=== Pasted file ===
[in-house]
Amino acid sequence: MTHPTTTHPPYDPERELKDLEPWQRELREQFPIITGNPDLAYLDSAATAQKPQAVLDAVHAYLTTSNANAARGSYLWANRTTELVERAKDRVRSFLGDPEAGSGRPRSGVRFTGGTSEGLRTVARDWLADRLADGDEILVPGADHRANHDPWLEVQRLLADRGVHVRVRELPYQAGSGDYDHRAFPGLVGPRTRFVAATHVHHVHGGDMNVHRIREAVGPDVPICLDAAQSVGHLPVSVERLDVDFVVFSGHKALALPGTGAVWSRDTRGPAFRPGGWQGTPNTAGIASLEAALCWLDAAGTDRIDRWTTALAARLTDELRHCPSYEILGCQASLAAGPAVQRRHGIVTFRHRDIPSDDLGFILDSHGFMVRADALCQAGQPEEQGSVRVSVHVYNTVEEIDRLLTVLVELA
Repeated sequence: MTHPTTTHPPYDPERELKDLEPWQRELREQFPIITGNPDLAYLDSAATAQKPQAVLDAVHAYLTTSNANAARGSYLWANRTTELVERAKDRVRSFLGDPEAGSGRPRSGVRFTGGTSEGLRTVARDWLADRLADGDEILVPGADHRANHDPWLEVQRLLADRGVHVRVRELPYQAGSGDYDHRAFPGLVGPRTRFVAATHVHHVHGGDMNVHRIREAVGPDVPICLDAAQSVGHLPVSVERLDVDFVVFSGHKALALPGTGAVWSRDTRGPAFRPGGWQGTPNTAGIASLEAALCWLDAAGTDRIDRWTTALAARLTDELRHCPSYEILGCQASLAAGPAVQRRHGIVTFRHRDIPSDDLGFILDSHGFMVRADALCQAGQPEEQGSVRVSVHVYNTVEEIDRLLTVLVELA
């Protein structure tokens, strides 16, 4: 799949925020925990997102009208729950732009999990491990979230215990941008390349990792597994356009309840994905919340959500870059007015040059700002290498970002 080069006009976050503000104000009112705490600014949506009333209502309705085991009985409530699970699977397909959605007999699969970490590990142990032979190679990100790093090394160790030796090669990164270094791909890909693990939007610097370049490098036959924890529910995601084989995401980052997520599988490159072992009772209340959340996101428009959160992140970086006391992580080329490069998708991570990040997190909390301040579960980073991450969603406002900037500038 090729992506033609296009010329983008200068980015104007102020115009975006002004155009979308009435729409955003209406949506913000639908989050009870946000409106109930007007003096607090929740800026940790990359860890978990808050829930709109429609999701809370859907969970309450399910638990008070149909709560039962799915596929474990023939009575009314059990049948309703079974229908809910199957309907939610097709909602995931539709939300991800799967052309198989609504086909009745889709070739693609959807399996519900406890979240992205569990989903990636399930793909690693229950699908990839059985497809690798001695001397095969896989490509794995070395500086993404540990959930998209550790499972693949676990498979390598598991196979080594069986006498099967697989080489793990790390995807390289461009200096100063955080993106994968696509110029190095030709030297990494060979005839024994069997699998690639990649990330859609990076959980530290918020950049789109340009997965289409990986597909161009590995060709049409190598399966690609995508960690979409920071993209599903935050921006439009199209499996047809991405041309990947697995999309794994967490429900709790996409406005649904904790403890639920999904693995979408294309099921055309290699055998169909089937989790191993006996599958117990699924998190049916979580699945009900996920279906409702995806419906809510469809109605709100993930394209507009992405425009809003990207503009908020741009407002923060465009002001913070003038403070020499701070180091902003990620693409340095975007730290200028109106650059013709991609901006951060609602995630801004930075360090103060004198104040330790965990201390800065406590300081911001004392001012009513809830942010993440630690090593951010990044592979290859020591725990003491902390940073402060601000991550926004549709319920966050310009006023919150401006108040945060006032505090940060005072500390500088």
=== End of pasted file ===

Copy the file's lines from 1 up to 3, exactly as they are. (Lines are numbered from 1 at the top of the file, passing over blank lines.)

[in-house]
Amino acid sequence: MTHPTTTHPPYDPERELKDLEPWQRELREQFPIITGNPDLAYLDSAATAQKPQAVLDAVHAYLTTSNANAARGSYLWANRTTELVERAKDRVRSFLGDPEAGSGRPRSGVRFTGGTSEGLRTVARDWLADRLADGDEILVPGADHRANHDPWLEVQRLLADRGVHVRVRELPYQAGSGDYDHRAFPGLVGPRTRFVAATHVHHVHGGDMNVHRIREAVGPDVPICLDAAQSVGHLPVSVERLDVDFVVFSGHKALALPGTGAVWSRDTRGPAFRPGGWQGTPNTAGIASLEAALCWLDAAGTDRIDRWTTALAARLTDELRHCPSYEILGCQASLAAGPAVQRRHGIVTFRHRDIPSDDLGFILDSHGFMVRADALCQAGQPEEQGSVRVSVHVYNTVEEIDRLLTVLVELA
Repeated sequence: MTHPTTTHPPYDPERELKDLEPWQRELREQFPIITGNPDLAYLDSAATAQKPQAVLDAVHAYLTTSNANAARGSYLWANRTTELVERAKDRVRSFLGDPEAGSGRPRSGVRFTGGTSEGLRTVARDWLADRLADGDEILVPGADHRANHDPWLEVQRLLADRGVHVRVRELPYQAGSGDYDHRAFPGLVGPRTRFVAATHVHHVHGGDMNVHRIREAVGPDVPICLDAAQSVGHLPVSVERLDVDFVVFSGHKALALPGTGAVWSRDTRGPAFRPGGWQGTPNTAGIASLEAALCWLDAAGTDRIDRWTTALAARLTDELRHCPSYEILGCQASLAAGPAVQRRHGIVTFRHRDIPSDDLGFILDSHGFMVRADALCQAGQPEEQGSVRVSVHVYNTVEEIDRLLTVLVELA